Installing a Pulldown Staircase – On the House

Installing a Pulldown Staircase

By on September 7, 2015

Like most anything, homes come in a host of shapes and sizes. There are tiny abodes and large baronial estates; compact condos and roomy townhouses; spacious apartments and functional flats. Each has its own style, design and idiosyncrasies. However, one circumstance that is common to virtually all living spaces is that they are “storage challenged” – there simply is never enough storage space!

In the housing frenzy that followed World War II, production homes were turned out with small closets, a single car garage (or carport ) and increasing smaller basements – if at all. A basement became an increasingly scarce commodity except for those regions of the country where they remained a necessary part of construction. Even then basement size was abbreviated.

Ironically, over a half century later, the average size of the American home has grown by more than forty percent, there are more and larger closets and multi-car garages and the storage picture has only grown worse. Americans have become a society of “packrats” having amassed so much “stuff” that an entire industry as evolved – on and off site mini storage. Just have a look around your community. Chances are good that you will pass one or more storage facilities on your daily walk or drive to work. Chances are equally good that you or one or more of your neighbors has a storage shed planted somewhere in the yard.

Are we to resign ourselves that we will forever be storage needy, have cluttered closets or pricey off site storage bills? Not necessarily. The solution to the need for more storage space can be dealt with in several way, not the least of which will be particularly easy, but there is hope.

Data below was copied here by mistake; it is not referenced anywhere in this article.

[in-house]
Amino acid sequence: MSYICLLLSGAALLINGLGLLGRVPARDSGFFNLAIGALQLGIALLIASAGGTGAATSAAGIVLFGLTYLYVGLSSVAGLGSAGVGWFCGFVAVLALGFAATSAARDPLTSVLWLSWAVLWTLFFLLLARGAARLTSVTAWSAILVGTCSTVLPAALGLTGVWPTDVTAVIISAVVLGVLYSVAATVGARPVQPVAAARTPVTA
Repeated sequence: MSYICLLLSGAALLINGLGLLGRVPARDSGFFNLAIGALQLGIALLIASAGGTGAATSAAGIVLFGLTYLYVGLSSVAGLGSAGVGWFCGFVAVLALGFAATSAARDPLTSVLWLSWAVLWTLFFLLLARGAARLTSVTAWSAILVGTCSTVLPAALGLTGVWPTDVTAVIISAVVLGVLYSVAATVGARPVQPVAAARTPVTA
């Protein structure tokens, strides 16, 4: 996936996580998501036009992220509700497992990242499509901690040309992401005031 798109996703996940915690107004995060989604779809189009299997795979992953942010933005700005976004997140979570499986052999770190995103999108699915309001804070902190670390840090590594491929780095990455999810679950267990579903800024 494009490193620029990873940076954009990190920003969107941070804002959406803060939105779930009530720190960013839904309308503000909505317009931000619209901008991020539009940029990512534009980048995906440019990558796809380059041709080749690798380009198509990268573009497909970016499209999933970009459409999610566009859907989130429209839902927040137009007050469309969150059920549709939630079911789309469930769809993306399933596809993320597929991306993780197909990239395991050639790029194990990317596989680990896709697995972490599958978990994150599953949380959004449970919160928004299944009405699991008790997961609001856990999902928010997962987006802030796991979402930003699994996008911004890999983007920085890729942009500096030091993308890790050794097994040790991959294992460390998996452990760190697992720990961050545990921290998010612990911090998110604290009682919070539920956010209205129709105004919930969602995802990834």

First, if you have “separation anxiety,” (an acute condition wherein one panics at the thought of getting rid of stuff), get over it! If you don’t, you will forever be surrounded by cluttered closets, cramped attics, bulging basements and storage bills. If you don’t use it, loose it!

Your best defense is a strong offence. Weed through old clothing, shoes, handbags, audio and video media and equipment, toys, games, furniture, house wares and decorator items. It’s a great opportunity to share them with family or friends that may be needy or make a charitable donation and enjoy a nice tax deduction.

After doing this systematically and room by room, you may find that you have more than enough storage space. If things are still a bit too close for comfort, try organizing the space. A close second to mini storage units, closet and storage organization systems have become a top home improvement. A few shelves here and an additional clothing pole there can turn an otherwise poorly organized closet into a space efficient workhorse.

If you’re ahead of the game and you’ve already cleaned AND organized closets and still need help, before calling in the contractor to add on, a more cost-efficient alternative it to look for existing space where storage can added – such as a garage, basement or attic. Though they take up space, cabinets reduce clutter and offer clean, dry storage. Thus, clothing or other sensitive items that could only be store in interior closets can alternatively move to the garage, basement or attic. Sturdy plastic storage boxes and garment bags can offer dry, dust free, pest resistant storage. And clear stackable containers improve storage capacity, accessibility and make it easy to identify items being stored.

Garages and basements are popular venues for storage because they are usually easy to access. The attic tends not to rand as high because it is generally cramped; joist rafters and insulation must be dodged and it usually requires hauling out a ladder and oiling one’s way through a small access door.